There is little opportunity for the opposition to gain power through elections, and opposition leaders frequently experience harassment, intimidation, and arrest. During the 2016 presidential race, opposition candidates Mokoko and Okombi Salissa were repeatedly harassed and were subsequently imprisoned. In 2021, Kolélas complained of movement restrictions, while authorities cancelled some campaign events.
|Are the people’s political choices free from domination by forces that are external to the political sphere, or by political forces that employ extrapolitical means?||0.000 4.004|
The Sassou Nguesso government routinely uses military and police forces to intimidate citizens. Employers engage in widespread discrimination in hiring and regarding other decisions, based on political beliefs.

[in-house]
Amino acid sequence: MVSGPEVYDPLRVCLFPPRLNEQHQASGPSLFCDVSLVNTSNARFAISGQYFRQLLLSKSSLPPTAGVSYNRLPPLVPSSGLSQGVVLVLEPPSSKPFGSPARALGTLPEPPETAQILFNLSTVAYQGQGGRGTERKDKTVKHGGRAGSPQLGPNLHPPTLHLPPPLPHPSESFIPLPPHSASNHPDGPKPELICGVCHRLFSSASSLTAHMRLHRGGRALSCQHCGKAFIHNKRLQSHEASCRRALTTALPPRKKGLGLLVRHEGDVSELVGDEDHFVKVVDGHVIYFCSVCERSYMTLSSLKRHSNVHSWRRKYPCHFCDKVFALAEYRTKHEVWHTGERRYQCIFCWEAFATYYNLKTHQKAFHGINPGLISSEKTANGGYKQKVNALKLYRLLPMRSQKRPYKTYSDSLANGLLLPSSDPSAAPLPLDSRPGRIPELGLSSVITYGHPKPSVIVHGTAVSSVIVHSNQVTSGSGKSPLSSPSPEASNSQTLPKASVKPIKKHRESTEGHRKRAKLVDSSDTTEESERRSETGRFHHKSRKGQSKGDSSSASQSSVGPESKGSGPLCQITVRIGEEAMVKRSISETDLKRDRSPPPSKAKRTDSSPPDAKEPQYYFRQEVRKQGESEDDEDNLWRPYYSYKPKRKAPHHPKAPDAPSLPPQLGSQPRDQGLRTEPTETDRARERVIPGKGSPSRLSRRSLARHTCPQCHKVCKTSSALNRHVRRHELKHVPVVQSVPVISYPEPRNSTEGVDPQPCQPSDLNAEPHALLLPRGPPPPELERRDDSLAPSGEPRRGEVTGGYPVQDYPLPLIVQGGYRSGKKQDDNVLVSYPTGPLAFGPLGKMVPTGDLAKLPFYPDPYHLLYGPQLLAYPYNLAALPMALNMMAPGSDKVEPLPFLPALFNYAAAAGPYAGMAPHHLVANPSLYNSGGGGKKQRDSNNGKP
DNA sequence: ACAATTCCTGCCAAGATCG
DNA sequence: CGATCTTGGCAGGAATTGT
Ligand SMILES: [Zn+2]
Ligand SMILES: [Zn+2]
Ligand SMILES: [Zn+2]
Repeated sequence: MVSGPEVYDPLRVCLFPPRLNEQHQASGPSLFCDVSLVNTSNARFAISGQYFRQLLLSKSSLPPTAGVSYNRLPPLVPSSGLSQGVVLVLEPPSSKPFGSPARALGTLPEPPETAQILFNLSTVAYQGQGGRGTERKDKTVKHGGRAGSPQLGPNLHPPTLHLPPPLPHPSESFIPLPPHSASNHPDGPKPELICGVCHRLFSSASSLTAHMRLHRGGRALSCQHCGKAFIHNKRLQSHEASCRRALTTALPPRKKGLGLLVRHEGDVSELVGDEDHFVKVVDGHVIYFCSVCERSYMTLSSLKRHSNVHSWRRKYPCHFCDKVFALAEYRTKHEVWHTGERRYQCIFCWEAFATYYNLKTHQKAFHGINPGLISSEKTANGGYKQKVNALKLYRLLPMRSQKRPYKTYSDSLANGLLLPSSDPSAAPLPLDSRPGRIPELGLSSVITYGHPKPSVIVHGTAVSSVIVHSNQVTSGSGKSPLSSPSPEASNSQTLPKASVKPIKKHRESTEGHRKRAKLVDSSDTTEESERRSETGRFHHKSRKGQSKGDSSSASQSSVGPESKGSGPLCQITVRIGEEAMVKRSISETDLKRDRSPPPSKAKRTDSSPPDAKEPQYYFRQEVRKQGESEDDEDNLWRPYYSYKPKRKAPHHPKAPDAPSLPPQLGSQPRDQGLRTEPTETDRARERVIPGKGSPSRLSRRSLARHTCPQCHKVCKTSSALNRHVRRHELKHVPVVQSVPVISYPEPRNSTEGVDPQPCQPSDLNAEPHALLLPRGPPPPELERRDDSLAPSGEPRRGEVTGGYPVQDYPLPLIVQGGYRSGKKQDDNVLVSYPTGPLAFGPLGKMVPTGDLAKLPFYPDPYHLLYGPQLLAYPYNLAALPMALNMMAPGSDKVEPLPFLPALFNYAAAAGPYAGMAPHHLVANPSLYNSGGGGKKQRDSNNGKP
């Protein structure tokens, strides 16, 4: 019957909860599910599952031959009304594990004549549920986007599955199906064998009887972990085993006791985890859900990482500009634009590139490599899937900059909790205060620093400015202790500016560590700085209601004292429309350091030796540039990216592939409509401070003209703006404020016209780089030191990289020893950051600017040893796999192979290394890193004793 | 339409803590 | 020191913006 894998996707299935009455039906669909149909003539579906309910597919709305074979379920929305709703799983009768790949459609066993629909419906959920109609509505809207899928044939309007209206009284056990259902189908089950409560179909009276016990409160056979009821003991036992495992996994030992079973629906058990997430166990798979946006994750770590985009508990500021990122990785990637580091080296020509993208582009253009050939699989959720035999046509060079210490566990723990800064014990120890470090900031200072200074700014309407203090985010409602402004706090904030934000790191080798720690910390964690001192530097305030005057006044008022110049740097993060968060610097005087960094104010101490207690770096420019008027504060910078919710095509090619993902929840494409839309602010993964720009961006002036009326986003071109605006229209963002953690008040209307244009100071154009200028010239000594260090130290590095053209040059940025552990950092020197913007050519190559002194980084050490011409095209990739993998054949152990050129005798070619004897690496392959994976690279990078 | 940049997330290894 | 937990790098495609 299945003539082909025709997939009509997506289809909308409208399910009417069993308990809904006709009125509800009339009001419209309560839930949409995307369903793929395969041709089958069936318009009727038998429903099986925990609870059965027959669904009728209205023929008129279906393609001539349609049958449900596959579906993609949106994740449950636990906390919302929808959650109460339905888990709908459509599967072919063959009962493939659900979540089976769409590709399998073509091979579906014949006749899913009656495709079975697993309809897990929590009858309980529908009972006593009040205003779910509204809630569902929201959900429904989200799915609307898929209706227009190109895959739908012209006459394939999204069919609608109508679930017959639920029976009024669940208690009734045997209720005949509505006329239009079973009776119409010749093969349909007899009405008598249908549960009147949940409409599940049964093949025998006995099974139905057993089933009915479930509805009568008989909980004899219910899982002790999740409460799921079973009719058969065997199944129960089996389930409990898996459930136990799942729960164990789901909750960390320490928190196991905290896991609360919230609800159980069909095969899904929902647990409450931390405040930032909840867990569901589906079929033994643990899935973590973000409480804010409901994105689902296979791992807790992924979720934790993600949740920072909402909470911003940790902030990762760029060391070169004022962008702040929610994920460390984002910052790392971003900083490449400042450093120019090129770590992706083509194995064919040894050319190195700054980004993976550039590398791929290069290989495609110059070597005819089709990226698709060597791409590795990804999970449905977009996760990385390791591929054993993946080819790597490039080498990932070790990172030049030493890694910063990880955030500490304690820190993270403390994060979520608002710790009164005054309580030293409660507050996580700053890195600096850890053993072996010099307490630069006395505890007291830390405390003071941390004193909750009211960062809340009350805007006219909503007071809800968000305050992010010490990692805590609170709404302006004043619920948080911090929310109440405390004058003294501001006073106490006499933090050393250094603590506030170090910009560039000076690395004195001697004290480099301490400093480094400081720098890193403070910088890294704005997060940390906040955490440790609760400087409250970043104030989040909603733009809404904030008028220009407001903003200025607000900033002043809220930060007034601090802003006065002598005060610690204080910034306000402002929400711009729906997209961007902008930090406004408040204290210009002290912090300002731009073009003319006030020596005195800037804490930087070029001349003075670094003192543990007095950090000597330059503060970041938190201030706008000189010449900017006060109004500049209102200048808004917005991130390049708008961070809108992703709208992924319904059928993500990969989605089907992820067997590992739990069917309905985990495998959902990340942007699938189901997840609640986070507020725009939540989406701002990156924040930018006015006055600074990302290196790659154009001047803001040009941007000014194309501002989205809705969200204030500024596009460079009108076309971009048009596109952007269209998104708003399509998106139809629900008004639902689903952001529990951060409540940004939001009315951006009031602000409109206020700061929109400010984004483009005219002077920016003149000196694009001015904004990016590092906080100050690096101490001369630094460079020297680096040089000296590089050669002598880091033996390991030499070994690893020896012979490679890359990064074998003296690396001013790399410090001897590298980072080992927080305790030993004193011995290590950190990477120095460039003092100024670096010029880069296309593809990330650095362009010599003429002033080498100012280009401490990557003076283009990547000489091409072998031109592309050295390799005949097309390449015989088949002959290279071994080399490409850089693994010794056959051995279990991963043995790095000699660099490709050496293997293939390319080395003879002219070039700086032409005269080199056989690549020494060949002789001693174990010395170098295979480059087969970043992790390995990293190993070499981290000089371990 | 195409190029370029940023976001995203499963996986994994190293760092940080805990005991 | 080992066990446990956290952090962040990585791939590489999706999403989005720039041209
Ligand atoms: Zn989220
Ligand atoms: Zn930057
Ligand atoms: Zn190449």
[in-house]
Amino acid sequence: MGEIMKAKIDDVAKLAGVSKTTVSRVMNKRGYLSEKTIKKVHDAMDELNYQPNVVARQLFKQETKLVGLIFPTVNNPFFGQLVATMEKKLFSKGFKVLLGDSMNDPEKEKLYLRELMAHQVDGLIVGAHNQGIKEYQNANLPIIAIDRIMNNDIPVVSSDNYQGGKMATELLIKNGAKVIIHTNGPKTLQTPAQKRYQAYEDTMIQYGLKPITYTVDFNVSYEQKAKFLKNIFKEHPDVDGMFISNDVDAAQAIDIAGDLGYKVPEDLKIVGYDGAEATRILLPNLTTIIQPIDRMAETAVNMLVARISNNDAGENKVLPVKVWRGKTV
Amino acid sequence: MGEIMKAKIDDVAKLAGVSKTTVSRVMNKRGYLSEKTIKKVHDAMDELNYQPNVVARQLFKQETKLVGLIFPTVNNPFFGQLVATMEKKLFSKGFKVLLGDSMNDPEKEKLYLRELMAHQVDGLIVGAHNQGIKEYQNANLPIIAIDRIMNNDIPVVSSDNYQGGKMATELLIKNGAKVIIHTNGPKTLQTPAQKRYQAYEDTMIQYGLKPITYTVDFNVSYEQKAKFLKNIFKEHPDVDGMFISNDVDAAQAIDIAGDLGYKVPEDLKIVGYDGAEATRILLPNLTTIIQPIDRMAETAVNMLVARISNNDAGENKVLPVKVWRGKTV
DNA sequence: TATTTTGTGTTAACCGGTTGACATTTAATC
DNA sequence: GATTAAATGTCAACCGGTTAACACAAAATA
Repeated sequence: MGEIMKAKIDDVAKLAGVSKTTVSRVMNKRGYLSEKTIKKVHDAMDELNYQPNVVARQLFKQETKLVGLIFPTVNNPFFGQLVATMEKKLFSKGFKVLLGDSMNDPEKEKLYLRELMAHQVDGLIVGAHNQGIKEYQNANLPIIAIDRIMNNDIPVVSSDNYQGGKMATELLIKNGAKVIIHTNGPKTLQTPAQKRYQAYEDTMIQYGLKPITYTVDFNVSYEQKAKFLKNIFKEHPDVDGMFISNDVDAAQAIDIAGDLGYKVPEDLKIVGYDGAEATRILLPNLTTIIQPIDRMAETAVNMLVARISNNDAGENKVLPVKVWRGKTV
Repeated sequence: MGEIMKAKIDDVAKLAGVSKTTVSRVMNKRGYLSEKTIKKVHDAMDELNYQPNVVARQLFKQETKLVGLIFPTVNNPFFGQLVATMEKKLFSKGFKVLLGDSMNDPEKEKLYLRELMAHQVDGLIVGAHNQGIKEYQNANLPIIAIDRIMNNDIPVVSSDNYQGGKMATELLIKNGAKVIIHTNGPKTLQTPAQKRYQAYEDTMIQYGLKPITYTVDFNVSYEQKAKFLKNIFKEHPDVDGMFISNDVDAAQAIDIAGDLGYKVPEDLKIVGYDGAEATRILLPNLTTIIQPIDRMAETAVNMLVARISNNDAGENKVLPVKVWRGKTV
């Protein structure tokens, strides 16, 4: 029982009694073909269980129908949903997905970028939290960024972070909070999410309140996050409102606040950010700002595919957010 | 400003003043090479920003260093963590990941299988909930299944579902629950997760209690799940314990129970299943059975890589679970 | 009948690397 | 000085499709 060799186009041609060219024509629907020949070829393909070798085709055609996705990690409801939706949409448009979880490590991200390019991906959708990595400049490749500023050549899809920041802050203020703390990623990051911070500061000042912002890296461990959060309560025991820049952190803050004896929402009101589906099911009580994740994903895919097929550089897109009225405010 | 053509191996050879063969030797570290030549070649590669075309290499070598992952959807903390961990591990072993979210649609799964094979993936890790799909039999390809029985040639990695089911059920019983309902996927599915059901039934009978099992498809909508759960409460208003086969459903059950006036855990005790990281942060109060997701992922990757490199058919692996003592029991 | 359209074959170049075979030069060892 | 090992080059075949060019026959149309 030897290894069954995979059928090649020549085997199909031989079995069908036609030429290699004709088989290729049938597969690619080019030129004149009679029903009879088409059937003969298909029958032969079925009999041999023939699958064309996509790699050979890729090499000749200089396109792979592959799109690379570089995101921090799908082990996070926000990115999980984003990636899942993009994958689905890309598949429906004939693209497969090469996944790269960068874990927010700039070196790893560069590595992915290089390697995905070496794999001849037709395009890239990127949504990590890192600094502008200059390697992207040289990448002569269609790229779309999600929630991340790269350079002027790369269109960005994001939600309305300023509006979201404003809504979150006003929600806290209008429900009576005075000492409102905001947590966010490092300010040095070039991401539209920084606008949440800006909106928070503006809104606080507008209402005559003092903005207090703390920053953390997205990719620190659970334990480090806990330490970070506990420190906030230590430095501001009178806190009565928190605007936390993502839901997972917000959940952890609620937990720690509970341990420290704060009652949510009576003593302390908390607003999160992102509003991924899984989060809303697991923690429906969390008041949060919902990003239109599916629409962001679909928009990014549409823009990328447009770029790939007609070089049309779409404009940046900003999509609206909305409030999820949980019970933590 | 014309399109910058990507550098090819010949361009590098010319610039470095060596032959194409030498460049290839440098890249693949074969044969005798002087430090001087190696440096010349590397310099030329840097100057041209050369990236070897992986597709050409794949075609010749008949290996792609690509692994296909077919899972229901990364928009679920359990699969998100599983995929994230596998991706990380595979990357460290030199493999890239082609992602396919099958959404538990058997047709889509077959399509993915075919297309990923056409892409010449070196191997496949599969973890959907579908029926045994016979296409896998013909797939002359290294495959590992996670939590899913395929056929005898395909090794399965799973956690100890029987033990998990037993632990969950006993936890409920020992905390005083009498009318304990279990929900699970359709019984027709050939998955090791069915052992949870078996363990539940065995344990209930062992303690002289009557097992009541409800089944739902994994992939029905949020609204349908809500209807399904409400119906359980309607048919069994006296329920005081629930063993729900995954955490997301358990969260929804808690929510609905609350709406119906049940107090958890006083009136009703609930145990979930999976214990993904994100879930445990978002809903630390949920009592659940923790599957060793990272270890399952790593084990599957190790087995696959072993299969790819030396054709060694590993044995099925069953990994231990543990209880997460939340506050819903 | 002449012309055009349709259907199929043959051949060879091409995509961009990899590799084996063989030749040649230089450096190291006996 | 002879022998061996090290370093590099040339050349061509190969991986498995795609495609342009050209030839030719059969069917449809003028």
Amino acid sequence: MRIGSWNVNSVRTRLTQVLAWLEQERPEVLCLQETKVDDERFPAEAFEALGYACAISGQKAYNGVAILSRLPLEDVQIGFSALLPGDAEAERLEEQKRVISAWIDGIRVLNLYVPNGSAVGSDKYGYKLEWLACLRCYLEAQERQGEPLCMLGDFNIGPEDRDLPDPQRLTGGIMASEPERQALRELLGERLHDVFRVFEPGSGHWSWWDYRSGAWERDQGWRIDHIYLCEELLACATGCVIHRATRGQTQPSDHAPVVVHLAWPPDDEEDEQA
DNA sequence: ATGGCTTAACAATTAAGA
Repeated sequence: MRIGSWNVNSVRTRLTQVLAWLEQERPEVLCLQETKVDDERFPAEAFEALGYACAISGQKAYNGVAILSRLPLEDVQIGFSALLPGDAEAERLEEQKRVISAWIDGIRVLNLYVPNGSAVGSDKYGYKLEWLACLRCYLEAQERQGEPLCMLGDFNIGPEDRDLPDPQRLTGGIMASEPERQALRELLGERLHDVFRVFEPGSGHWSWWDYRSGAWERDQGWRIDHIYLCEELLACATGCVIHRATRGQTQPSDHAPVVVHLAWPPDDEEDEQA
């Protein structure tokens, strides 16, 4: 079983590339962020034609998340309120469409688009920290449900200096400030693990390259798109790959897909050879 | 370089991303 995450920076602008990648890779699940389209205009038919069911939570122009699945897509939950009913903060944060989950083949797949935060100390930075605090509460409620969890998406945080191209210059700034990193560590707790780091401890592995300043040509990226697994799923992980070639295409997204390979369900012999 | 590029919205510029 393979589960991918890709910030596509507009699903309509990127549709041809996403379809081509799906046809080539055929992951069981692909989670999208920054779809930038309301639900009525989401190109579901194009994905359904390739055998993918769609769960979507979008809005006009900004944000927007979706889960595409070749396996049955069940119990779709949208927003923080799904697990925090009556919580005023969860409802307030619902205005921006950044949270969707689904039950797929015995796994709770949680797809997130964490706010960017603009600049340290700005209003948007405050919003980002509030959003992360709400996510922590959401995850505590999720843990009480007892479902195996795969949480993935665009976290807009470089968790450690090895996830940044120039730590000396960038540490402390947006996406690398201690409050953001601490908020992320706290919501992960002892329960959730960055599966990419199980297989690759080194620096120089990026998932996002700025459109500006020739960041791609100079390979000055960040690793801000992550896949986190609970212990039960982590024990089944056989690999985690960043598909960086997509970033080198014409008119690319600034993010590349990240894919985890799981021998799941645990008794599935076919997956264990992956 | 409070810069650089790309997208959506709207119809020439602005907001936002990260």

|Do various segments of the population (including ethnic, racial, religious, gender, LGBT+, and other relevant groups) have full political rights and electoral opportunities?||1.001 4.004|
Although there are no legal restrictions on political participation by religion, gender, sexual identity, or ethnic group, members of Sassou Nguesso’s northern Mbochi ethnic group occupy key government posts. Insofar as the government includes representatives from other regional and ethnic groups, their ability to shape policy is very limited. The government routinely suppresses political parties that draw support from Congo’s southern regions, which have long opposed Sassou Nguesso.